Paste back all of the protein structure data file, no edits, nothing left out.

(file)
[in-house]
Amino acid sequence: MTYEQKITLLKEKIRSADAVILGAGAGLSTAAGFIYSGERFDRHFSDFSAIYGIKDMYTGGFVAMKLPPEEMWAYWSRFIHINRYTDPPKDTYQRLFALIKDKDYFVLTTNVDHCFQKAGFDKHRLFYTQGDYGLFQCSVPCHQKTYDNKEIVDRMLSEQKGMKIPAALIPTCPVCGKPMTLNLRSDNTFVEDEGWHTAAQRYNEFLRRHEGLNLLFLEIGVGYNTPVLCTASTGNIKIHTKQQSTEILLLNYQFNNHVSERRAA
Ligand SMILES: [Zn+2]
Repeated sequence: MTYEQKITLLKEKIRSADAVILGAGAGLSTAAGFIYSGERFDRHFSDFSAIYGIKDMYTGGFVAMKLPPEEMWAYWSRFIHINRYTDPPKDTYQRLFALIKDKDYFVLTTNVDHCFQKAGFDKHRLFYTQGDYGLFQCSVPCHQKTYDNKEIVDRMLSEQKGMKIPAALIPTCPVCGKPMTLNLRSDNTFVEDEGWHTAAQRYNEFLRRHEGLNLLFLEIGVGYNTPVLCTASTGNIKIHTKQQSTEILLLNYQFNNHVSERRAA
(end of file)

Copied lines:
[in-house]
Amino acid sequence: MTYEQKITLLKEKIRSADAVILGAGAGLSTAAGFIYSGERFDRHFSDFSAIYGIKDMYTGGFVAMKLPPEEMWAYWSRFIHINRYTDPPKDTYQRLFALIKDKDYFVLTTNVDHCFQKAGFDKHRLFYTQGDYGLFQCSVPCHQKTYDNKEIVDRMLSEQKGMKIPAALIPTCPVCGKPMTLNLRSDNTFVEDEGWHTAAQRYNEFLRRHEGLNLLFLEIGVGYNTPVLCTASTGNIKIHTKQQSTEILLLNYQFNNHVSERRAA
Ligand SMILES: [Zn+2]
Repeated sequence: MTYEQKITLLKEKIRSADAVILGAGAGLSTAAGFIYSGERFDRHFSDFSAIYGIKDMYTGGFVAMKLPPEEMWAYWSRFIHINRYTDPPKDTYQRLFALIKDKDYFVLTTNVDHCFQKAGFDKHRLFYTQGDYGLFQCSVPCHQKTYDNKEIVDRMLSEQKGMKIPAALIPTCPVCGKPMTLNLRSDNTFVEDEGWHTAAQRYNEFLRRHEGLNLLFLEIGVGYNTPVLCTASTGNIKIHTKQQSTEILLLNYQFNNHVSERRAA